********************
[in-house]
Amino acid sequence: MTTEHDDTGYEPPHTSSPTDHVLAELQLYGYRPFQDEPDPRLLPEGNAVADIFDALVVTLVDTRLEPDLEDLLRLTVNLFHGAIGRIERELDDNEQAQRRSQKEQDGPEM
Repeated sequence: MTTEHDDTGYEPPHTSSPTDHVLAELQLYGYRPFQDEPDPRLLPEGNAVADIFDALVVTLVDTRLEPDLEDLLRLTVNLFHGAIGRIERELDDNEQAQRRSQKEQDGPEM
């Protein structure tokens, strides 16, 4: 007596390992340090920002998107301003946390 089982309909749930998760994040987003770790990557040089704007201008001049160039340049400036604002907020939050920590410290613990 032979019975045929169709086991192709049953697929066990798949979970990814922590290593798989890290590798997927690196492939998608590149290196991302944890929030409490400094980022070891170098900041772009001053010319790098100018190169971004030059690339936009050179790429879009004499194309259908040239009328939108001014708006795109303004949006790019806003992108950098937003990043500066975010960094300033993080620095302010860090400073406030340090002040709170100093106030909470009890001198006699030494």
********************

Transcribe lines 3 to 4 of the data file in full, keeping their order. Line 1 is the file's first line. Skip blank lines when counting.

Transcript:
Repeated sequence: MTTEHDDTGYEPPHTSSPTDHVLAELQLYGYRPFQDEPDPRLLPEGNAVADIFDALVVTLVDTRLEPDLEDLLRLTVNLFHGAIGRIERELDDNEQAQRRSQKEQDGPEM
């Protein structure tokens, strides 16, 4: 007596390992340090920002998107301003946390 089982309909749930998760994040987003770790990557040089704007201008001049160039340049400036604002907020939050920590410290613990 032979019975045929169709086991192709049953697929066990798949979970990814922590290593798989890290590798997927690196492939998608590149290196991302944890929030409490400094980022070891170098900041772009001053010319790098100018190169971004030059690339936009050179790429879009004499194309259908040239009328939108001014708006795109303004949006790019806003992108950098937003990043500066975010960094300033993080620095302010860090400073406030340090002040709170100093106030909470009890001198006699030494």